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Neelakshi: the graphic novel

Updated on June 16, 2011

Neelakshi, Guardian of Amrit

Neelakshi is our new graphic novel project, the realization of the dreams of two comic book fans.

Magic comes from magic. One of the oldest stories in Hindu mythology is the churning of the ocean of milk. Gods and demons churned that ocean in the pursuit of Amrit. Mrit means death, similar to the Latin mors, meaning death, as in mortal. Amrit is immortality. Divine tools used to churn were the tallest mountain, a giant tortoise and the lord of all snakes.

Many were the magical gifts thrown up by the churning but the gods and demons kept at it till Amrit, the nectar of immortality emerged from the white depths.

Asvin Srivatsangam and I, decided to churn our thoughts and love of comics one day and magic happened. Neelakshi emerged from the depths of our brainstorm.

Motifs from Hindu Mythology

Hindu mythology is just like an ocean of milk; it is the repository of millions of stories and motifs. Modern storytellers still create derivative stories drawn from the depths of this ocean. Asvin and I wanted to explore a different route and not just retell existing legends or epics. There are many who take that road.

We decided to create a brave new heroine, who is drawn into the three worlds of Hindu myth: the worlds of the demons, demigods and mortals. And see what happens when a dash of scifi is added to mythology. And also infuse it with our wish for universal peace. We created Neelakshi, the blue-eyed one. We hope you fall in love with her.

Neelakshi - Sample Art

An Inspired Team

For a graphic novel, a good story is not enough. Good art is paramount. Asvin is the creator and visionary, I am the writer, Judit Tondora is one of those rare artists who are also good readers and contribute in many bonus ways to the final form of the book and Roland Pilcz , our amazing colourist. We have been lucky enough to enlist the services of these two wonderful artists. Everyone in the team is enthused, and it shows. Please visit their sites to appreciate how lucky we are.

We need funds

After interesting a leading comicbook publisher, we have started production. We also put up this project in kickstarter, with the idea of asking the internet public for support. We were happily surprised to find generous souls who readily contributed to the project. We need more, and have promised gifts in return. We are giving pinups, poster, copies of the graphic novels and a pendant as worn by our heroine. We are also considering making the highest contributor a good character in our next graphic novel. For we don't intend to stop creating books in this genre with Neelakshi. If you feel generous, please contribute, however much you can. Your contribution is tax-exempted. Sharing the kickstarter link with comicbook fans and friends is also welcome. Padmini Raman, who creates the most beautiful jewellery in the world has generously offered to make Neelakshi's special oxymoronic peace pendant: swords forming the peace symbol. Please visit Padmini's blog to see the beauty she creates.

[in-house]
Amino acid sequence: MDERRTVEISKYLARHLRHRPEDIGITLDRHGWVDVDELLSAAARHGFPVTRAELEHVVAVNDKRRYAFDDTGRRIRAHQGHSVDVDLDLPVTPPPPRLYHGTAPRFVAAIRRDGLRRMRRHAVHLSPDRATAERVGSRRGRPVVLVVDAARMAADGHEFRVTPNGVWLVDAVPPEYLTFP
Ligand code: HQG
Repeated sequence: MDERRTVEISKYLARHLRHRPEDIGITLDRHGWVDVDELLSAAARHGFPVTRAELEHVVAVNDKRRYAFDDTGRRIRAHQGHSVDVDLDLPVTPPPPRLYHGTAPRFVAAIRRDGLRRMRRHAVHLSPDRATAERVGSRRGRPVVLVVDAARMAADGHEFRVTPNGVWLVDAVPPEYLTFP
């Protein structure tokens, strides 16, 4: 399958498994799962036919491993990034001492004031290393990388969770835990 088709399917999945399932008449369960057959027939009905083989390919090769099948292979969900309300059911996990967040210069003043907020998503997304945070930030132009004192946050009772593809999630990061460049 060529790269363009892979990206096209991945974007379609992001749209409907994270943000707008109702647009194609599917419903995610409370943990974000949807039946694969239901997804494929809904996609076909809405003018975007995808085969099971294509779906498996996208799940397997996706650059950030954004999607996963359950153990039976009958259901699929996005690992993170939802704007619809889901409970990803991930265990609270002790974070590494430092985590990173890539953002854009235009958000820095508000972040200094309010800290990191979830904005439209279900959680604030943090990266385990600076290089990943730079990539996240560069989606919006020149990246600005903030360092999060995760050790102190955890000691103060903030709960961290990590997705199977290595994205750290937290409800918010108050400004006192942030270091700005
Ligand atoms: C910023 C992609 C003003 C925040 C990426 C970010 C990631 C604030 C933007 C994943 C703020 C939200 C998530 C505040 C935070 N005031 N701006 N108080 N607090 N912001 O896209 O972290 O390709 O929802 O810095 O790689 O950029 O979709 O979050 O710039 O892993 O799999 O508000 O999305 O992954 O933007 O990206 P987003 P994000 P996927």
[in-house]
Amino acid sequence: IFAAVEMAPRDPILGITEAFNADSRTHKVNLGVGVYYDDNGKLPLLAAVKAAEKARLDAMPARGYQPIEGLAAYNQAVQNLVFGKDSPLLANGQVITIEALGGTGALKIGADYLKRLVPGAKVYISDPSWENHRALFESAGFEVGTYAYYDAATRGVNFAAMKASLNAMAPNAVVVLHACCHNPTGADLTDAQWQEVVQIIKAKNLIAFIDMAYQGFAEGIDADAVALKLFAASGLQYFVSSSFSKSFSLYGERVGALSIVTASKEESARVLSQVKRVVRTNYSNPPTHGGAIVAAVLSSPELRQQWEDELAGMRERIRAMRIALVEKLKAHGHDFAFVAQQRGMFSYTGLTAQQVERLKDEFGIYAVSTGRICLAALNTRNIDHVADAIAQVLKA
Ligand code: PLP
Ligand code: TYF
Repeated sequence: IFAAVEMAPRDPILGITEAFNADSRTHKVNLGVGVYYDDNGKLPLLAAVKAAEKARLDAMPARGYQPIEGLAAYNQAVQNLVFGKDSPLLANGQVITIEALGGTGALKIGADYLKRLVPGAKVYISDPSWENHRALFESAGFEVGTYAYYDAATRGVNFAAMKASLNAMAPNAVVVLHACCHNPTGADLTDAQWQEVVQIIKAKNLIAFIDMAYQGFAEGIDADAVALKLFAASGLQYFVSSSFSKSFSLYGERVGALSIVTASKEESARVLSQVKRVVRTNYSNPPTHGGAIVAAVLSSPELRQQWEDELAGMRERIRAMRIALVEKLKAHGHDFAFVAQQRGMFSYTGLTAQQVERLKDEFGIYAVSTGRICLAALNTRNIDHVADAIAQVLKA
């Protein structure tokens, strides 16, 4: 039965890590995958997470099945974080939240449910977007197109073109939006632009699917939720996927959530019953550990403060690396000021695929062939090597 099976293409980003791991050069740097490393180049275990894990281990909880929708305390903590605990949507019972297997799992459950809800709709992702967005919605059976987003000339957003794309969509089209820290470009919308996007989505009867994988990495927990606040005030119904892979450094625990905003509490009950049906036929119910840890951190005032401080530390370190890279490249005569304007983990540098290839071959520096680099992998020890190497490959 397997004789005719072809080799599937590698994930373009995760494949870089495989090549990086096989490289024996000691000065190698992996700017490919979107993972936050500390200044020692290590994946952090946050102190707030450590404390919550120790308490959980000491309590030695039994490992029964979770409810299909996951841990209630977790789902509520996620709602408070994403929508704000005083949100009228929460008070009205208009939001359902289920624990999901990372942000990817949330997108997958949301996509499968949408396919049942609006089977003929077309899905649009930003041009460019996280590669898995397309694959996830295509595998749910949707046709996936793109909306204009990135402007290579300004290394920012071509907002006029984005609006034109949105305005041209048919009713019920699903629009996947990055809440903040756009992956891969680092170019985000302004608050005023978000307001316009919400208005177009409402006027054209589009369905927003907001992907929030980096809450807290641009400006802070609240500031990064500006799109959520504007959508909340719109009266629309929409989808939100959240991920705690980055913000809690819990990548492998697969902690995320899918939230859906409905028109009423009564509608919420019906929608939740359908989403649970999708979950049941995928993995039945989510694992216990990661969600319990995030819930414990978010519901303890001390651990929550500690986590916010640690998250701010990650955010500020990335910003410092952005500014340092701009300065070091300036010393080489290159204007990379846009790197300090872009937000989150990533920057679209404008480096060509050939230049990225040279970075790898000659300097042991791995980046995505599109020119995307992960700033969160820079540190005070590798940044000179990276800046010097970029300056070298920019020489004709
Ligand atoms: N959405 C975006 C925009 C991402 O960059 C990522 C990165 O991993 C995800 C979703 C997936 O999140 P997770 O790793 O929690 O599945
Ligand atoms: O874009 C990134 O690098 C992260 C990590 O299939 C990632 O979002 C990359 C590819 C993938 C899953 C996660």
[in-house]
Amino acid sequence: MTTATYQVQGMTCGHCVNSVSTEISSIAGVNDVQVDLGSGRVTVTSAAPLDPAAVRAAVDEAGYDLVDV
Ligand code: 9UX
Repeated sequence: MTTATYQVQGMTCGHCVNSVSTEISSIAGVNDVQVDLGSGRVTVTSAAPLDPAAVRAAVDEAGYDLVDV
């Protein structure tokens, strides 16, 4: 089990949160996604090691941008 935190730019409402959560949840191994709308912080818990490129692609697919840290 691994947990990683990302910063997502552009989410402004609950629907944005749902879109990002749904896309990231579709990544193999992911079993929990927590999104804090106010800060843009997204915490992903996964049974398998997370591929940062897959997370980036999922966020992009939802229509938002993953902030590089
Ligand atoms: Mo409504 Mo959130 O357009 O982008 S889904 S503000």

What we give away: Rewards to Donors


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    • Kenny Wordsmith profile image

      Ashok Rajagopalan 6 years ago from Chennai

      Thanks, Anuz!

      But we didn't take any liberties with these terms:

      "Ocean of Milk" is the English translation of the Sanskrit terms k??roda, k??radhi or k??ras?gara, from k??ra "milk, curdled milk" and -uda, s?gara "water, ocean" or -dhi "receptacle".

      Anyway, we are not showing it in the book, only referring to the legend.

      Traditionally, Mrit is mortality and Amrit is immortality, like Ashoka means not-sad and Shoka means sorrow.

      Thanks for the wishes! :))

    • profile image

      anuz 6 years ago

      This looks like interesting work. Here are some of my suggestions/comments, they may not be valid as you have taken some artistic liberties.

      Chhir Sagar is not necessarily a "sea of milk", its just a metaphor for the fact that it was so white and pure that it appeared like milk. Actually exact translation sounds absurd, you should make it like the pure sea or use some other fancy word for purity or divinity of holiness etc.

      Secondly: Armit or Amrut is elixir of life it is not exactly opposite of death. Though Mrut is dead, but they are not same word.

      Anyway, not sure if you have read any hindi comics of Nagaraj, he has entire snake based mythology and origin story involving vasuki(or sheshnaag) to halahal(the supreme poison) to snake god tashak. Its interesting stuff.

      Anyway, this project looks very impressive. Wish you all the best.

    • Kenny Wordsmith profile image

      Ashok Rajagopalan 7 years ago from Chennai

      Ah, ok. Shall do right away. :)

    • Ash Watson profile image

      Ash Watson 7 years ago from Sunnyvale

      An interesting write up on our work Ashok! :)

      My comment is coming a bit belated.

      It would great if you can post some of the perks images created by Judit :)

    • Kenny Wordsmith profile image

      Ashok Rajagopalan 7 years ago from Chennai

      Hi Selvaraj! :)

    • profile image

      selvaraj 7 years ago

      hai how aare u

    • Kenny Wordsmith profile image

      Ashok Rajagopalan 7 years ago from Chennai

      Thanks, Hello hello! Didn't know if it was bravery though. :)

    • Hello, hello, profile image

      Hello, hello, 7 years ago from London, UK

      You were brave to attempt a subject like and it is was well done.

    • Kenny Wordsmith profile image

      Ashok Rajagopalan 7 years ago from Chennai

      aw, thanks, Shalini! :))

    • Shalini Kagal profile image

      Shalini Kagal 7 years ago from India

      Very impressive, Kenny!